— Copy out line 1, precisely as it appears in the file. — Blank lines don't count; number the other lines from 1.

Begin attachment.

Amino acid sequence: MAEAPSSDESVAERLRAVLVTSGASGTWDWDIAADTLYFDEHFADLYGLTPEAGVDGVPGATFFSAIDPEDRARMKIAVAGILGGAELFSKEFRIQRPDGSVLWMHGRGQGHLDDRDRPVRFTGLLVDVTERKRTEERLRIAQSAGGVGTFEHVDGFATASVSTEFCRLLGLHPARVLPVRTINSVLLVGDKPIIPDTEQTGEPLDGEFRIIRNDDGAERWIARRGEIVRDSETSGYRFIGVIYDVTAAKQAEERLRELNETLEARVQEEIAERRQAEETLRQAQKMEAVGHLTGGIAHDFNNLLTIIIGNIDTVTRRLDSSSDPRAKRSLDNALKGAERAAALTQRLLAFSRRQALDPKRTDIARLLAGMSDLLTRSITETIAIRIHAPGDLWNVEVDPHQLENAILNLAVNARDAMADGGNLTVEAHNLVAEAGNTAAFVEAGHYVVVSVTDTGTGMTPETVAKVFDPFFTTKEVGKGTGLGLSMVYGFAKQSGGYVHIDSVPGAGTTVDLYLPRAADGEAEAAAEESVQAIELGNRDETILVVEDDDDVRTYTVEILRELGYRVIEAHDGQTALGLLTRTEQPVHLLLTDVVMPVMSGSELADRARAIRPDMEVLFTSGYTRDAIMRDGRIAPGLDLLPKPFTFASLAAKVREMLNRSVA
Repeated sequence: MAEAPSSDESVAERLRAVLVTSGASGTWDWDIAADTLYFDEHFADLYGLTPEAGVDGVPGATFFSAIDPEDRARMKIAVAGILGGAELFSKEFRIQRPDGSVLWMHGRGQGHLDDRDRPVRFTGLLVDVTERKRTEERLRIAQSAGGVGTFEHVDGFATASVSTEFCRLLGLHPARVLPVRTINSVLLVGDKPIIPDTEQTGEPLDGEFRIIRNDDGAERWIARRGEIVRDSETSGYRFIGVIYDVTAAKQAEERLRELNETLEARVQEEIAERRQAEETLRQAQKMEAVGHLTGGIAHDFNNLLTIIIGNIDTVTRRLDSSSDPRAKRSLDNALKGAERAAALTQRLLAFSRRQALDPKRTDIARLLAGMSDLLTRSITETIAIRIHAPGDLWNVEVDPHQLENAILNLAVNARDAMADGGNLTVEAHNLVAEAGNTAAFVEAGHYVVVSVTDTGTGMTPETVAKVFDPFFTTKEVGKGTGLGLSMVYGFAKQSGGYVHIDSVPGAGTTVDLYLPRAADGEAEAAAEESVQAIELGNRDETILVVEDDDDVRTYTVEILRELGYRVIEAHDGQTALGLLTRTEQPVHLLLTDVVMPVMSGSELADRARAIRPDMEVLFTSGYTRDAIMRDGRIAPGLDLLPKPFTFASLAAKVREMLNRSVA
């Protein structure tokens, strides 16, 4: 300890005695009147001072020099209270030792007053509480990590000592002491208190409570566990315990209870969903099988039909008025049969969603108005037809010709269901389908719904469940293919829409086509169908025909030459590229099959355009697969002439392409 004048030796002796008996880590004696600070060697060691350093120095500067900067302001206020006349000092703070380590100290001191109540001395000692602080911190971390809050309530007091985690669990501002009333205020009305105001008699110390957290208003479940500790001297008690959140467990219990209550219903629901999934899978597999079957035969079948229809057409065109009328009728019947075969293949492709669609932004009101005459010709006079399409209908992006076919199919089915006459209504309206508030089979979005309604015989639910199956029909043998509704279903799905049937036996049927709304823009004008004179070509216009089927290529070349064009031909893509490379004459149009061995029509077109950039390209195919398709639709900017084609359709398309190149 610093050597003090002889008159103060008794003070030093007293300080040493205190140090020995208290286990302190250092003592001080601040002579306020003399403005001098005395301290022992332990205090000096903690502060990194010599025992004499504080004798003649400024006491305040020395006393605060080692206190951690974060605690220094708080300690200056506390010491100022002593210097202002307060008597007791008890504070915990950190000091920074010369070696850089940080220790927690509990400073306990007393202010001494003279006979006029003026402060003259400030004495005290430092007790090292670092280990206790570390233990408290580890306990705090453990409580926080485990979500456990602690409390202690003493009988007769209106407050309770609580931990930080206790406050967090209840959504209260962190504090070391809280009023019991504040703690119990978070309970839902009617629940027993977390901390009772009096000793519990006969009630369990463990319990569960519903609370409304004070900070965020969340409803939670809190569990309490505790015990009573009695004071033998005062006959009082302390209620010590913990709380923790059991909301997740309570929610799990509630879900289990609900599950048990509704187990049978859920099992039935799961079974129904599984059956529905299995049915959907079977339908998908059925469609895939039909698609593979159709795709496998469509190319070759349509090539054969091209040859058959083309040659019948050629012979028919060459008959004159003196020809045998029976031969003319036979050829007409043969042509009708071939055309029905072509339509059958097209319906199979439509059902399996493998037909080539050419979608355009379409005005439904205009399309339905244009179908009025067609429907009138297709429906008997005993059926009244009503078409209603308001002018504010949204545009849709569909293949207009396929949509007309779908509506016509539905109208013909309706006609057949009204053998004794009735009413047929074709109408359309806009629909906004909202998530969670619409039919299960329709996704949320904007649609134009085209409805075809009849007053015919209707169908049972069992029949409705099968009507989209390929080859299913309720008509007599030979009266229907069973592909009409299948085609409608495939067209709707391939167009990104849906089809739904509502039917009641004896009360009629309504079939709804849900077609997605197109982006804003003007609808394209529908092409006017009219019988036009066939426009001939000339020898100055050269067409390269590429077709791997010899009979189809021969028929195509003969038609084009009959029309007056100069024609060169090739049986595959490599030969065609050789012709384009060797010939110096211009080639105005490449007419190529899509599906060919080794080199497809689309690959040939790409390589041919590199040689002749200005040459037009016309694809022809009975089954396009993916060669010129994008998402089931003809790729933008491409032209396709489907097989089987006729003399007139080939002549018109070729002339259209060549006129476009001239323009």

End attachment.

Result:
Amino acid sequence: MAEAPSSDESVAERLRAVLVTSGASGTWDWDIAADTLYFDEHFADLYGLTPEAGVDGVPGATFFSAIDPEDRARMKIAVAGILGGAELFSKEFRIQRPDGSVLWMHGRGQGHLDDRDRPVRFTGLLVDVTERKRTEERLRIAQSAGGVGTFEHVDGFATASVSTEFCRLLGLHPARVLPVRTINSVLLVGDKPIIPDTEQTGEPLDGEFRIIRNDDGAERWIARRGEIVRDSETSGYRFIGVIYDVTAAKQAEERLRELNETLEARVQEEIAERRQAEETLRQAQKMEAVGHLTGGIAHDFNNLLTIIIGNIDTVTRRLDSSSDPRAKRSLDNALKGAERAAALTQRLLAFSRRQALDPKRTDIARLLAGMSDLLTRSITETIAIRIHAPGDLWNVEVDPHQLENAILNLAVNARDAMADGGNLTVEAHNLVAEAGNTAAFVEAGHYVVVSVTDTGTGMTPETVAKVFDPFFTTKEVGKGTGLGLSMVYGFAKQSGGYVHIDSVPGAGTTVDLYLPRAADGEAEAAAEESVQAIELGNRDETILVVEDDDDVRTYTVEILRELGYRVIEAHDGQTALGLLTRTEQPVHLLLTDVVMPVMSGSELADRARAIRPDMEVLFTSGYTRDAIMRDGRIAPGLDLLPKPFTFASLAAKVREMLNRSVA